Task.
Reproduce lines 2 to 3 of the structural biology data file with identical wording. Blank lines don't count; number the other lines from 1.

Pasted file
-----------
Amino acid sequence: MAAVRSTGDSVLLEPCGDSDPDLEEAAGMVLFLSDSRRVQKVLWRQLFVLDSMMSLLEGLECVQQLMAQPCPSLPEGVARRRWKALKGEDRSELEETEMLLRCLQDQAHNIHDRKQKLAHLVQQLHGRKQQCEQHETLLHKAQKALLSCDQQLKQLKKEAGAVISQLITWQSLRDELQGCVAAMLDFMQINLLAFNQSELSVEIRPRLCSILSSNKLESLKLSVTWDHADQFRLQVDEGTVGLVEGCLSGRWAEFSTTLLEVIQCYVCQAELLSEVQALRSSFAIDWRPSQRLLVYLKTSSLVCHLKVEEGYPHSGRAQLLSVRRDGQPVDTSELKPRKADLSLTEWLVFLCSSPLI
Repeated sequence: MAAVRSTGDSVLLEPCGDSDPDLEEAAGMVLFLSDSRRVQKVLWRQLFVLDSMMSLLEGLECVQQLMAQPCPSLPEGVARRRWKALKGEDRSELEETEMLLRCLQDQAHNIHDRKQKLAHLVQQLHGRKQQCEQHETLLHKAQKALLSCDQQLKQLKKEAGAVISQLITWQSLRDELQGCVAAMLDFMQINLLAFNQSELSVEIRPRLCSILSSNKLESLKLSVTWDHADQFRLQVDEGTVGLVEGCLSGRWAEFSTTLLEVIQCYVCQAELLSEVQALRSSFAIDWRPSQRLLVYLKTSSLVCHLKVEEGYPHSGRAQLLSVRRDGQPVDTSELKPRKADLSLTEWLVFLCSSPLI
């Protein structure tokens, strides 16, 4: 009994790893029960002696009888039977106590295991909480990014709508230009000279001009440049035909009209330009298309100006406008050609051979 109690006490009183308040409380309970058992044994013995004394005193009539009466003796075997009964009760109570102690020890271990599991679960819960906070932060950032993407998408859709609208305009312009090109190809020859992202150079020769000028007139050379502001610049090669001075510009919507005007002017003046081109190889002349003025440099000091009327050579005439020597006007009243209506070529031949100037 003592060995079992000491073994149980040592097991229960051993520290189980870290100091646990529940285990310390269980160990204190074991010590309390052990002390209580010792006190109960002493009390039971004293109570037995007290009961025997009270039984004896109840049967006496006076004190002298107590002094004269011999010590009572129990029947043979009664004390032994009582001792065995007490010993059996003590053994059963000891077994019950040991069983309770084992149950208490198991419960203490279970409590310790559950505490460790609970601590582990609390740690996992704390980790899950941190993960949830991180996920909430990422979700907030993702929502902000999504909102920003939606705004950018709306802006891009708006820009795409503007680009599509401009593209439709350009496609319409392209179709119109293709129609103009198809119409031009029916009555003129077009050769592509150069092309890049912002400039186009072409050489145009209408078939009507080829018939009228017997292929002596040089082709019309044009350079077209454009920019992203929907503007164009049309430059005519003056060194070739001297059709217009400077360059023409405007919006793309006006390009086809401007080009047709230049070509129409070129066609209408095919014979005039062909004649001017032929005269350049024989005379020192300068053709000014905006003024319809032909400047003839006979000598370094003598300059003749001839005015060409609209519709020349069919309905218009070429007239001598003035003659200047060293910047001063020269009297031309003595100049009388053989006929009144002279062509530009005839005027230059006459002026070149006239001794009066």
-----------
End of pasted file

Repeated sequence: MAAVRSTGDSVLLEPCGDSDPDLEEAAGMVLFLSDSRRVQKVLWRQLFVLDSMMSLLEGLECVQQLMAQPCPSLPEGVARRRWKALKGEDRSELEETEMLLRCLQDQAHNIHDRKQKLAHLVQQLHGRKQQCEQHETLLHKAQKALLSCDQQLKQLKKEAGAVISQLITWQSLRDELQGCVAAMLDFMQINLLAFNQSELSVEIRPRLCSILSSNKLESLKLSVTWDHADQFRLQVDEGTVGLVEGCLSGRWAEFSTTLLEVIQCYVCQAELLSEVQALRSSFAIDWRPSQRLLVYLKTSSLVCHLKVEEGYPHSGRAQLLSVRRDGQPVDTSELKPRKADLSLTEWLVFLCSSPLI
């Protein structure tokens, strides 16, 4: 009994790893029960002696009888039977106590295991909480990014709508230009000279001009440049035909009209330009298309100006406008050609051979 109690006490009183308040409380309970058992044994013995004394005193009539009466003796075997009964009760109570102690020890271990599991679960819960906070932060950032993407998408859709609208305009312009090109190809020859992202150079020769000028007139050379502001610049090669001075510009919507005007002017003046081109190889002349003025440099000091009327050579005439020597006007009243209506070529031949100037 003592060995079992000491073994149980040592097991229960051993520290189980870290100091646990529940285990310390269980160990204190074991010590309390052990002390209580010792006190109960002493009390039971004293109570037995007290009961025997009270039984004896109840049967006496006076004190002298107590002094004269011999010590009572129990029947043979009664004390032994009582001792065995007490010993059996003590053994059963000891077994019950040991069983309770084992149950208490198991419960203490279970409590310790559950505490460790609970601590582990609390740690996992704390980790899950941190993960949830991180996920909430990422979700907030993702929502902000999504909102920003939606705004950018709306802006891009708006820009795409503007680009599509401009593209439709350009496609319409392209179709119109293709129609103009198809119409031009029916009555003129077009050769592509150069092309890049912002400039186009072409050489145009209408078939009507080829018939009228017997292929002596040089082709019309044009350079077209454009920019992203929907503007164009049309430059005519003056060194070739001297059709217009400077360059023409405007919006793309006006390009086809401007080009047709230049070509129409070129066609209408095919014979005039062909004649001017032929005269350049024989005379020192300068053709000014905006003024319809032909400047003839006979000598370094003598300059003749001839005015060409609209519709020349069919309905218009070429007239001598003035003659200047060293910047001063020269009297031309003595100049009388053989006929009144002279062509530009005839005027230059006459002026070149006239001794009066």